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Cool Spaces: Strongsville home filled with old farm and industrial wares (photos, video)

January 11, 2018 GMT

Cool Spaces: Strongsville home filled with old farm and industrial wares (photos, video)

STRONGSVILLE, Ohio - - From the chicken-nesting box decorating her living room wall to the possum belly farm table that’s used as a kitchen island, old farm and industrial pieces fill Tiffany Marimberga’s home in Strongsville.

She hasn’t stripped, painted, polished or otherwise refinished any of it. To her, weathered is better.

“I like the character of time-worn pieces,” Marimberga says. “I’m not into paint because I think it changes the entire look of something. I like well-worn and aged-naturally.”

From the outside, there’s nothing unusual about Marimberga’s four-bedroom, split-level home that she shares with daughter, Alexis, 17, and son, Nick, 15. On this day, Marimberga is having fun with neighbors and passers-by, with “Baby it’s cold outside” announced on a chalkboard, just in case no one has noticed.

Inside, it’s a totally different century. The galvanized metal front closet door was salvaged from the old Peerless Motor Company building downtown Cleveland. A friend found it for her.

The thickly pitted, senescent nine-foot work bench against the living room wall once was scaffolding. The little table next to Marimberga’s sofa? That’s a chicken incubator. The rusty tricycle that accents a corner in the living room belonged to her late mother, Dee.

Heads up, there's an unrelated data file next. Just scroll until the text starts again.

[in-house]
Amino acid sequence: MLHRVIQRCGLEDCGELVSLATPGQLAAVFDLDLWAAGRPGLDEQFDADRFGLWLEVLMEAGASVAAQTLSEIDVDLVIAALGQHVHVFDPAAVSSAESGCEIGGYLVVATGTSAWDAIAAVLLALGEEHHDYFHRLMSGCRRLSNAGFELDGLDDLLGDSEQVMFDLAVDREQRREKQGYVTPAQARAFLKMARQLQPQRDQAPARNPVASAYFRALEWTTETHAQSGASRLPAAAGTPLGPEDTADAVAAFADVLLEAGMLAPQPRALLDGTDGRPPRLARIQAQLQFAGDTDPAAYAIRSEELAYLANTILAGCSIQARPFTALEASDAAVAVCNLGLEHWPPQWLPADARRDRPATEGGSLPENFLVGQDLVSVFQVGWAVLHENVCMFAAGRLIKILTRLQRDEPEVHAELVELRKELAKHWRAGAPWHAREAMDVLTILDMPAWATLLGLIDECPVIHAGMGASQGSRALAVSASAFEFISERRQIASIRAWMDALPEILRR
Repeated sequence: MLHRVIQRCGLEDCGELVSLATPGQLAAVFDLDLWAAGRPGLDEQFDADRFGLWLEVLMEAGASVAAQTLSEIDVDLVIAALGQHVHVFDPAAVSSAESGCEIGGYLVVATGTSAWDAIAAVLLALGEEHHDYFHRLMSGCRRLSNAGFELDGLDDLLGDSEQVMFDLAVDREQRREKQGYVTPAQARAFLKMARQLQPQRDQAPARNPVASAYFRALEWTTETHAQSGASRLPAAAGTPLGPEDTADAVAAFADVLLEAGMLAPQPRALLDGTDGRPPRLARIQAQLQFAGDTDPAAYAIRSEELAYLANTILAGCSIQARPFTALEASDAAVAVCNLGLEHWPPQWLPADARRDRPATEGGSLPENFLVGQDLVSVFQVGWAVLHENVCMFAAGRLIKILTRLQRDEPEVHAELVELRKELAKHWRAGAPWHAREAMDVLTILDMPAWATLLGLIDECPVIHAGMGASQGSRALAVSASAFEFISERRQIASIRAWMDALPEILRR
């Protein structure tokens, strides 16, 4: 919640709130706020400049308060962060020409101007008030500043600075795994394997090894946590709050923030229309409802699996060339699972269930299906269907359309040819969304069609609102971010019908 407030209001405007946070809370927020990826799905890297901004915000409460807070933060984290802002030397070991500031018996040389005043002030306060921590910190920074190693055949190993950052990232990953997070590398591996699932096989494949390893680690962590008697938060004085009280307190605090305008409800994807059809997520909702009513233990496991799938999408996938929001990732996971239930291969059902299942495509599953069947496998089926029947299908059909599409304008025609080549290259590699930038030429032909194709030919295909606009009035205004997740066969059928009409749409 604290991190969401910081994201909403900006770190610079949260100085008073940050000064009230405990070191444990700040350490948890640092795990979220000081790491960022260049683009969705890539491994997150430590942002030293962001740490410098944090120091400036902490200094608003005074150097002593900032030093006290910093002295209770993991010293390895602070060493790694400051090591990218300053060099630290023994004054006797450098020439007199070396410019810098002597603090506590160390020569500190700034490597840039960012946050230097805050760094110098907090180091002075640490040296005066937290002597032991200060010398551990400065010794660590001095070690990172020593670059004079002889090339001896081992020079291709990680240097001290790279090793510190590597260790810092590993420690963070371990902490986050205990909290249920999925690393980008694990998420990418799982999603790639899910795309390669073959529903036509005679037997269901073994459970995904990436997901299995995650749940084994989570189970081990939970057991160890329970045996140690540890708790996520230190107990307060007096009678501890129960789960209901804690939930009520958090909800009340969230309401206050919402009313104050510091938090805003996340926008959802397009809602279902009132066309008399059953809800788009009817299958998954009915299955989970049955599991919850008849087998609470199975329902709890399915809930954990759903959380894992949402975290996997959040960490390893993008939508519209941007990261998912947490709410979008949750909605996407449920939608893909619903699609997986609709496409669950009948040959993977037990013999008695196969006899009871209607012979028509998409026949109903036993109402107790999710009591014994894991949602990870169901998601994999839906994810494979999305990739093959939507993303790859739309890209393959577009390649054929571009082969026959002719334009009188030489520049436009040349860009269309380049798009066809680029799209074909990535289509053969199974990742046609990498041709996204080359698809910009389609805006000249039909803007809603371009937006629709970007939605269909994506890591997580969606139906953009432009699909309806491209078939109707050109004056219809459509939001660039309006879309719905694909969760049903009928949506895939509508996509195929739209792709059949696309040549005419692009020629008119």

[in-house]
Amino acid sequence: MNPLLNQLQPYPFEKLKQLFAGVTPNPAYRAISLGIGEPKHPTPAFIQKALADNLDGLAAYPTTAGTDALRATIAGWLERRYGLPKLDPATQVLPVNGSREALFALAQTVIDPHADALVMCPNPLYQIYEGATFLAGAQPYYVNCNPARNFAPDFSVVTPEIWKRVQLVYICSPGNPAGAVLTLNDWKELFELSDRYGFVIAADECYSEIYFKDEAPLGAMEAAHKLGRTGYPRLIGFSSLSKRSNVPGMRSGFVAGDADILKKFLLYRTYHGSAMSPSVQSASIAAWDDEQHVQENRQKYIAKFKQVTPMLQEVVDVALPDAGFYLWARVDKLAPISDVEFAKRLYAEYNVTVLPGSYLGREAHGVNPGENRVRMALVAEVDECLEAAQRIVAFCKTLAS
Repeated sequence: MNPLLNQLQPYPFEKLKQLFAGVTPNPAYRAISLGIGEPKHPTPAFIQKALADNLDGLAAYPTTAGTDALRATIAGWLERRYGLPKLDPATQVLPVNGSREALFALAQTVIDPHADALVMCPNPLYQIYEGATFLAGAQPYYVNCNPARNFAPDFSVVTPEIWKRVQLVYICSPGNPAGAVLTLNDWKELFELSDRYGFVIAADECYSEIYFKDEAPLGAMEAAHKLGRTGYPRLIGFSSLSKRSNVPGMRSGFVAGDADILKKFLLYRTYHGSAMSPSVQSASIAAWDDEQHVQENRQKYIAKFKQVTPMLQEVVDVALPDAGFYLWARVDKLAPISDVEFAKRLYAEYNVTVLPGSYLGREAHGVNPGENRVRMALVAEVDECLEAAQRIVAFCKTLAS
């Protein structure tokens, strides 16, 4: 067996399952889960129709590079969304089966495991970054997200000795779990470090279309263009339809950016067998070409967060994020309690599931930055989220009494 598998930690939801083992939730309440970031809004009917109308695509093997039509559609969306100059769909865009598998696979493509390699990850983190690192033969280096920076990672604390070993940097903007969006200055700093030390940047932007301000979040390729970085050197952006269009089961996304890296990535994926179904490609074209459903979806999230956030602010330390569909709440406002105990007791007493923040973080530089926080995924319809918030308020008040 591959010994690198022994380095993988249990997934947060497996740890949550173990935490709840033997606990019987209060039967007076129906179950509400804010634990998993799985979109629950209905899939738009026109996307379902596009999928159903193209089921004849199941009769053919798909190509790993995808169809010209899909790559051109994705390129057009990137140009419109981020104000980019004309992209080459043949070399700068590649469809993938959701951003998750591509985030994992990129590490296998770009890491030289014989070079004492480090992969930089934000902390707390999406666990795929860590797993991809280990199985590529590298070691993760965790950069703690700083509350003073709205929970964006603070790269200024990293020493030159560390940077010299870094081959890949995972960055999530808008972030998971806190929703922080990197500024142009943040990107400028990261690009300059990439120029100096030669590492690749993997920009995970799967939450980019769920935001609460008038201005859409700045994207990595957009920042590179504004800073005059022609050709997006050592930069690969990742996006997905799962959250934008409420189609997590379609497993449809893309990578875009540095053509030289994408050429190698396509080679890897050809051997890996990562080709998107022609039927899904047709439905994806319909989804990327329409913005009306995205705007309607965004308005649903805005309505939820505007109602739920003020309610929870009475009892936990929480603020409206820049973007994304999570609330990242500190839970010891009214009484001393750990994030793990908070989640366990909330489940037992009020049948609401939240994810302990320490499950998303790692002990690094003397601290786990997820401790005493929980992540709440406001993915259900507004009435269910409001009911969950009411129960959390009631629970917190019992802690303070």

Raw vintage, and a thick slice of farm and industrial history, flows from room to room.

“My eye goes to rust,” says Marimberga, 45, who is a respiratory therapist. “I like dull. I don’t like shiny at all. Rusty feels warm to me. I also enjoy combining wood and metal when I remake something. Together they have a good feel.”

Her dining room doubles a gallery for vintage nail aprons.

“I usually find them in barns stuck in something,” she says. “I bring them home, wash them as well as I can, and then hang them up.”

When she was growing up in Bedford, Marimberga’s parents dragged her to flea markets and auctions.

“I hated every minute of it,” she remembers. “Mom was a collector, dad was a repairer. But over time it started to make sense to me.”

Three years ago, Marimberga lost her husband, Vince, and her mother. Rescuing pieces that others regard as scrap has become even more meaningful since her mother died, she says.

Marimberga mines old barns being cleaned out and flea markets. What she doesn’t use to decorate her own home, she sells on Instagram at _brokenladder. She also has barn sales twice a year in Chagrin Falls.

For those who share her decorating taste, Marimberga hunts down requests.

“I have people call me and tell me what they’re looking for, and I’ll go out and fine it,” she adds.

Marimberga’s decor doesn’t fit into any category. She calls it an industrial, garage-related, farm-styled feel.

“These items aren’t necessarily collectibles,” she adds. “It’s just what I enjoy. I also appreciate that many of these items aren’t made anymore.”

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